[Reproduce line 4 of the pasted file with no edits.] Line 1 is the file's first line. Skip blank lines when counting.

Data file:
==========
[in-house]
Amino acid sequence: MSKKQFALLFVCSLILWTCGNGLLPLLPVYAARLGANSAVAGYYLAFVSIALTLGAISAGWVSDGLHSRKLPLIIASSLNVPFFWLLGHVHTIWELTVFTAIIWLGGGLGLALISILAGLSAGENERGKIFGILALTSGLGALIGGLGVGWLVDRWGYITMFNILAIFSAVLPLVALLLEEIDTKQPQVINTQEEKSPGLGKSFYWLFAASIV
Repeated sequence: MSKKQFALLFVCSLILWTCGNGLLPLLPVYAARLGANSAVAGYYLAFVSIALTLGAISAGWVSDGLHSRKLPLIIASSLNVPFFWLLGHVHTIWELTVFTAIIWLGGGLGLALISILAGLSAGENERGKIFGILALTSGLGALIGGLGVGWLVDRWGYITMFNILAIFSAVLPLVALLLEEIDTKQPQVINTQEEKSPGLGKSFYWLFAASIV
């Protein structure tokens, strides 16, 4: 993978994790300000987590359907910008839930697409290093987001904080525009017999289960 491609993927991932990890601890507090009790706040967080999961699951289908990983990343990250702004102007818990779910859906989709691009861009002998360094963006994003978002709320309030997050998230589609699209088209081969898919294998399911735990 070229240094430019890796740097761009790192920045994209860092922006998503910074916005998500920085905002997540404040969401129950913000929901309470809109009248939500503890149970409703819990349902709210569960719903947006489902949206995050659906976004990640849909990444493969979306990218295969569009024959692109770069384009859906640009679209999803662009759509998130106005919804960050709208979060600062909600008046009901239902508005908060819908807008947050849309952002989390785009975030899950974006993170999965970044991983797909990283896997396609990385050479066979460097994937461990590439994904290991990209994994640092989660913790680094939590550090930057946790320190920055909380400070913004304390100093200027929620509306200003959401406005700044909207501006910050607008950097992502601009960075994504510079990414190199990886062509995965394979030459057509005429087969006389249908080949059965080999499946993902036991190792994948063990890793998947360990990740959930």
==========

């Protein structure tokens, strides 16, 4: 993978994790300000987590359907910008839930697409290093987001904080525009017999289960 491609993927991932990890601890507090009790706040967080999961699951289908990983990343990250702004102007818990779910859906989709691009861009002998360094963006994003978002709320309030997050998230589609699209088209081969898919294998399911735990 070229240094430019890796740097761009790192920045994209860092922006998503910074916005998500920085905002997540404040969401129950913000929901309470809109009248939500503890149970409703819990349902709210569960719903947006489902949206995050659906976004990640849909990444493969979306990218295969569009024959692109770069384009859906640009679209999803662009759509998130106005919804960050709208979060600062909600008046009901239902508005908060819908807008947050849309952002989390785009975030899950974006993170999965970044991983797909990283896997396609990385050479066979460097994937461990590439994904290991990209994994640092989660913790680094939590550090930057946790320190920055909380400070913004304390100093200027929620509306200003959401406005700044909207501006910050607008950097992502601009960075994504510079990414190199990886062509995965394979030459057509005429087969006389249908080949059965080999499946993902036991190792994948063990890793998947360990990740959930």